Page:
On Tuesday, three scientists were awarded the Nobel Prize in physics for cutting through the complexity of the global climate and laying the groundwork for forecasts about the planet's future.
Hasselman, Manabe, and Parisi
BREAKING NEWS:— The Nobel Prize (@NobelPrize) October 5, 2021
The Royal Swedish Academy of Sciences has decided to award the 2021 #NobelPrize in Physics to Syukuro Manabe, Klaus Hasselmann and Giorgio Parisi “for groundbreaking contributions to our understanding of complex physical systems.” pic.twitter.com/At6ZeLmwa5
Giorgio Parisi, 73, of Sapienza University in Italy, received half of the $1.1 million prizes for his work quantifying randomness and connecting the movement of atoms to the planet as a whole. The remaining half was shared evenly between Princeton University's Syukuro Manabe, 90, and Klaus Hasselmann, 89, of Germany's Max Planck Institute for Meteorology. Despite the intrinsic instability of the planet's climate system, Manabe and Hasselmann created models that could produce credible projections.
Manabe told the Nobel Prize website, "I am shocked." "No one has ever won a physics award for work like mine, and I am grateful to the Swedish Academy of Sciences for selecting this subject, climatic problems, and climate change."
The overall picture of climate change is simple: heat-trapping gases in the atmosphere transform the Earth into a metaphorical greenhouse, causing the globe to warm.
However, just how that warming will take place - across the planet's seas, ice caps, mountains, forests, and cities, driven by anything from methane leaks to carbon dioxide and hydrofluorocarbons - is highly complicated.
"At every scale we see, we are drowned in complexity, and [as] scientists, we wonder: How much detail is necessary to explain the observations?" For example, at the press announcement announcing the prize, Yale University physicist John Wettlaufer stated. "Do we have to monitor every water molecule in the ocean to explain it?"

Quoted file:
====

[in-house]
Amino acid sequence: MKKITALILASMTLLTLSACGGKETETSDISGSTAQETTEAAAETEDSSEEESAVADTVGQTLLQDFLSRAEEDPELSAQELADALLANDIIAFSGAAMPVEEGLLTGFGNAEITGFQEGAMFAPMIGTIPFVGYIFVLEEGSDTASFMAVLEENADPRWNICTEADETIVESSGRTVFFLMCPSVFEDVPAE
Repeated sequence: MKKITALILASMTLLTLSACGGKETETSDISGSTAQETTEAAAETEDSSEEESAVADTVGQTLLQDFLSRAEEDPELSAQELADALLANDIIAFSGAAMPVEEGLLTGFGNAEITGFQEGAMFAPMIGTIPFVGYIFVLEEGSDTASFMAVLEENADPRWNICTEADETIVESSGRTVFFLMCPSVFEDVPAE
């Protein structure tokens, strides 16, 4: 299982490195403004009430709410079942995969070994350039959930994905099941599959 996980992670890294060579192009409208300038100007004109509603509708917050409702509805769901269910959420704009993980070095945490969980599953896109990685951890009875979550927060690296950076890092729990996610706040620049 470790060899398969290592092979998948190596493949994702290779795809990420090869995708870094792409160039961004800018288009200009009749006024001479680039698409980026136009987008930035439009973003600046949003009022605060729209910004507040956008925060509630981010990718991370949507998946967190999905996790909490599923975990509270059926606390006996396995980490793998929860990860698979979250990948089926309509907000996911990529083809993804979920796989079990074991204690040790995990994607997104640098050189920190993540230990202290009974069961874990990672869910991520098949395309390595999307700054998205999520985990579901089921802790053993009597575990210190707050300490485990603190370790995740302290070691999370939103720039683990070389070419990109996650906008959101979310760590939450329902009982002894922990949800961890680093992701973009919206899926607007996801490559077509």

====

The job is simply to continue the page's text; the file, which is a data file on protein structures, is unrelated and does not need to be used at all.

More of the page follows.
Nobel Prize in Physics
The Nobel Laureates in Physics discovered techniques to account for the seething randomness present in everything from materials to atmospheric motion while making meaningful predictions.
The Nobel Prize committees have already acknowledged the worldwide threat of climate change. Former US Vice President Al Gore and the Intergovernmental Panel on Climate Change, a global organization of prominent climate scientists assembled by the United Nations, received the Nobel Peace Prize in 2007. In addition, William Nordhaus, who created a model that combined physical climate models with economics to assess the social effects of warming, received the 2018 economics award.
Climate modeling is now gaining much attention. It's critical to determine how the globe will warm since it will affect where crops can grow, where people can live, and how much the growing tide of calamities will cost. These scientists, as well as the bleak future they helped to reveal, continue to influence humanity's efforts to avoid a worldwide disaster.
Although climate science has evolved significantly in recent years, the foundations were established hundreds of years ago, even before the Nobel Prizes were first given in 1901.
Since this early study, climate models have improved in sophistication over the decades, and computational power has begun to catch up. It has provided researchers with a sharper picture of the future if greenhouse gases continue to rise in the atmosphere.
But the biggest unknown in climate predictions is what humanity will do - whether nations, companies, and people will opt to reduce their damaging emissions substantially. And, as experts explain, this is still an active study topic.
"Action against climate change is most urgently needed," Hasselmann told the Nobel Prize website. "There are numerous things we can do to mitigate climate change, and the question is whether people will recognize that something that will happen in 20 or 30 years is something you must address now."
It is up to us to fix the problem that Hasselman, Manabe, and Parisi made clear to the rest of the world.
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